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Focus on Nipsey Hussle's life, not his death

Editor's Note: (Clay Cane is a Sirius XM radio host and the author of "Live Through This: Surviving the Intersections of Sexuality, God, and Race." Follow him on Twitter @claycane. The opinions expressed in this commentary are his. View more opinion articles on CNN. )

(CNN) Rapper Nipsey Hussle was shot and killed Sunday outside of his clothing store in Los Angeles, California. The father of two was only 33 years old.

Clay Cane

He was not only a Grammy nominated hip-hop artist, he was also an entrepreneur in his own community, actively working to create economic growth and trying to monetize connections between tech spaces and inner-city kids.

While many people abandon their neighborhoods if they even get a taste of money and access, Hussle did the exact opposite. Beyond hip-hop, community building is Nipsey Hussle's legacy, which will hopefully live long past his premature death. Sadly, social media is already being flooded by many trying to use Hussle as an example of the always popular, intellectually bereft black-on-black crime talking point.

One Twitter user wrote, "NipseyHussle was a thug. Pants falling off, covered in tattoos, dirty. You live by the sword, you die by the sword. Why do so many #black #men believe they can be connected to #crime and not at some point end up #dead?"

A user who claims to be a Black conservative wrote, "We need to address the issue of Black on Black crime. No more identity politics in the Black community."

Another user specifically called out those calling Hussle's death black-on-black crime, tweeting, "We as white people are so quick to talk about 'Black on Black crime' but aren't willing to critically look at the systems that we help uphold, that we are completely complicit in making sure survive." A related conversation is playing out as the investigation of Hussle's death unfolds. Media reports cite sources saying the killing was "gang-related," while local community leaders in Los Angeles have said his killing had nothing to do with gangs.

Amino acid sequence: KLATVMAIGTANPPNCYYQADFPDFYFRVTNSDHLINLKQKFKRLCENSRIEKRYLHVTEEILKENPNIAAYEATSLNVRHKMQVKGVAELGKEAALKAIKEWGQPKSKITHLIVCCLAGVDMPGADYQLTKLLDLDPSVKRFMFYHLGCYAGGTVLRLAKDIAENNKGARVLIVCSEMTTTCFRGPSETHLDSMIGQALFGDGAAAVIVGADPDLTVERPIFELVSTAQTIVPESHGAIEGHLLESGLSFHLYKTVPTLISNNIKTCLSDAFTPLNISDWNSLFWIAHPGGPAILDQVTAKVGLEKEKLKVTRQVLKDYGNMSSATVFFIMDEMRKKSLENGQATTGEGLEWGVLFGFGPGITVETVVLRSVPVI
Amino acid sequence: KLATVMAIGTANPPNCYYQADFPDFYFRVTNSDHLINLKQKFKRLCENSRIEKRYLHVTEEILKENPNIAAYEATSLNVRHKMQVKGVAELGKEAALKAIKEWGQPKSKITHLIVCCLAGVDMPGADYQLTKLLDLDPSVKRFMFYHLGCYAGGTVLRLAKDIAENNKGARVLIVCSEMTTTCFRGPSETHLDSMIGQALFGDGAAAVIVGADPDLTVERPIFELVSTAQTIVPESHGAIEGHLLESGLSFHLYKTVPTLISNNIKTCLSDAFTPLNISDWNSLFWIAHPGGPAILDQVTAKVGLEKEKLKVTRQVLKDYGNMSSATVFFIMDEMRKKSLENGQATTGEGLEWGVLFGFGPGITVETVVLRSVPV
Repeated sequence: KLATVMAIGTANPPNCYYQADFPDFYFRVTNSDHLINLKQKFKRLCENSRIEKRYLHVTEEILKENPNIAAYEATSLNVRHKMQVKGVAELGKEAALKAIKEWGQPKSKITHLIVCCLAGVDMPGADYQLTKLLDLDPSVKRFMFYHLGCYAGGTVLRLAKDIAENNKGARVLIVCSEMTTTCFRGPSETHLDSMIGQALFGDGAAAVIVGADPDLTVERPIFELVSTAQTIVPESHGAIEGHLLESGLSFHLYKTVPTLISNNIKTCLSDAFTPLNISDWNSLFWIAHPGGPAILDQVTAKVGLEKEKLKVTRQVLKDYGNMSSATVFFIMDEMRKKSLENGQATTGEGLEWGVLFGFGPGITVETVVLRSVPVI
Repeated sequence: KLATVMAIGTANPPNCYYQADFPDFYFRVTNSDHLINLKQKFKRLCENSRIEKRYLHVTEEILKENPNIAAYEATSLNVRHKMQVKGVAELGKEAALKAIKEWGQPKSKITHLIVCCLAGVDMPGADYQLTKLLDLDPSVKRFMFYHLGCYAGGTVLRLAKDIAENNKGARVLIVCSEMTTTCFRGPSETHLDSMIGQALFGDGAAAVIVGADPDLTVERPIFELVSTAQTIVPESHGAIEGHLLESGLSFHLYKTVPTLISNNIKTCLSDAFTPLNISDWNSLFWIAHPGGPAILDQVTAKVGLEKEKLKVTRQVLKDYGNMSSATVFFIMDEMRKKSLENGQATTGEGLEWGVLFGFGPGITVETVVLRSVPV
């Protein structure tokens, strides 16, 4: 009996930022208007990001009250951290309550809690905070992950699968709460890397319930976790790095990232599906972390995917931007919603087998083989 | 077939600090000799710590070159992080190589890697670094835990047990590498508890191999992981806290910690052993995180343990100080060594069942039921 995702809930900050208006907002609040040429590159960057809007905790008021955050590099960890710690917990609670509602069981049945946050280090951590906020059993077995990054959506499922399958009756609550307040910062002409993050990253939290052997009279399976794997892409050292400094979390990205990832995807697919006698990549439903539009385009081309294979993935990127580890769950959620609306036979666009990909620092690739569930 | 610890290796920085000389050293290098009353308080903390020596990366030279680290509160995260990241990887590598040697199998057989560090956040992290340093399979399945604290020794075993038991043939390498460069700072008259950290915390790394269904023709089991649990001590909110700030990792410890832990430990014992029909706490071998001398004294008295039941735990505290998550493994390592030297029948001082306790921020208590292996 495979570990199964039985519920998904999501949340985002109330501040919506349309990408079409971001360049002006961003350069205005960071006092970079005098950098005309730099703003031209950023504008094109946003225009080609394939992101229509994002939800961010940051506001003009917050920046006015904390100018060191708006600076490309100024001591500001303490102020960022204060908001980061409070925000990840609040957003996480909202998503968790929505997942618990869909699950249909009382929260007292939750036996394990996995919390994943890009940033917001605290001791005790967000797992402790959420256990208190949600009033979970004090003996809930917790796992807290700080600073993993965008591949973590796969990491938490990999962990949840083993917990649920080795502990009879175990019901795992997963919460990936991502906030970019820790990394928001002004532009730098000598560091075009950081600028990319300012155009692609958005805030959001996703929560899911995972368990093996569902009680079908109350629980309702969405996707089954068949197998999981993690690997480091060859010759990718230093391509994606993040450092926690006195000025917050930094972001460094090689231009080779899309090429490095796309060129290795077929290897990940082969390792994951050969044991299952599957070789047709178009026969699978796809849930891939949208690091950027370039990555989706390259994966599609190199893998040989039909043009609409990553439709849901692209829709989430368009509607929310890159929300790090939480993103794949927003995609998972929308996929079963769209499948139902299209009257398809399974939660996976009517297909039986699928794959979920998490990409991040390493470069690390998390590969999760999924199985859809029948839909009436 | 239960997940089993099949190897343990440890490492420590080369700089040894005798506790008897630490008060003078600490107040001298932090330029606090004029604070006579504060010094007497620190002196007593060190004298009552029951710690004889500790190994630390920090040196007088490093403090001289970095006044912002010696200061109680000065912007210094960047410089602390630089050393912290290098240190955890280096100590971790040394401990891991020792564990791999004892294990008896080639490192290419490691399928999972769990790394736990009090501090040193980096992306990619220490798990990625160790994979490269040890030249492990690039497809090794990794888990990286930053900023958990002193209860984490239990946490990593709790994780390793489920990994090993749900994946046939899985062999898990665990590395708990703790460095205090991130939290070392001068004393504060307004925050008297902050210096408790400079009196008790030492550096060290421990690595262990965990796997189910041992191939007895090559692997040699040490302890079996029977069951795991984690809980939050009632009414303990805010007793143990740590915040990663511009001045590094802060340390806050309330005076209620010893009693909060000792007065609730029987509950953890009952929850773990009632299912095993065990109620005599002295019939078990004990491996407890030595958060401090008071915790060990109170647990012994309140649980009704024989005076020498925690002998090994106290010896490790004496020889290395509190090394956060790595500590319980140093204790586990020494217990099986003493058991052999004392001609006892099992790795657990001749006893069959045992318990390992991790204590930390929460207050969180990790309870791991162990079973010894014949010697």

In February of 2018, Hussle, whose real name was Ermias Asghedom, opened a co-working space and helped to launch a STEM program in the Crenshaw area of Los Angeles. STEM programs integrate science, technology, engineering and mathematics in a way that is accessible to students.

Hussle also opened The Marathon Clothing store in June of 2017 with his brother as the co-owner. Earlier this year, he purchased the entire plaza where he rented space for the store. Forbes reported he planned to knock down the space and rebuild a six-story residential building atop a commercial plaza.

In March of 2018, Hussle told the Los Angeles Times, "In our culture, there's a narrative that says, 'Follow the athletes, follow the entertainers.' And that's cool but there should be something that says, 'Follow Elon Musk, follow (Mark) Zuckerberg.' I think that with me being influential as an artist and young and coming from the inner city, it makes sense for me to be one of the people that's waving that flag."

When Gianni Versace and John Lennon were tragically murdered by white men, no one cried white-on-white crime. The Italian mafia has been glamorized and worshipped in popular culture for decades, but you hardly ever hear people shouting about the harmful social impact of "Italian-on-Italian" crime when real-life mob crimes have made headlines. The truth is, the majority of people are killed by others of their own race -- this is not a black issue.

According to statistics published by the Justice Department in 2017, between 2012 and 2015, half of violent crimes were "intraracial" -- "that is both victims and offenders were of the same race or both were of Hispanic origin." During the same time period, the rate of white-on-white violent crime was about four times higher than black-on-white violent crime.

Racializing crime perpetuates a stereotype that people in "these" communities are naturally violent, uncivilized and have no regard for human life. The black-on-black crime myth upholds the idea that "these" communities need more law and order. This ignores the historical underpinnings of policies that have actively dismantled economic growth and perpetuated the legacy of poverty and government-enacted violence.

To make murder a race issue is the most insidious type of racism. Murder and crime are not a black pathology.

Obviously, no one should take another person's life and crime is an important issue in any and every community. But do not turn Nipsey Hussle into a black-on-black crime statistic. I could only imagine he would want to be remembered as a creative person who effected change and used his resources to better his community.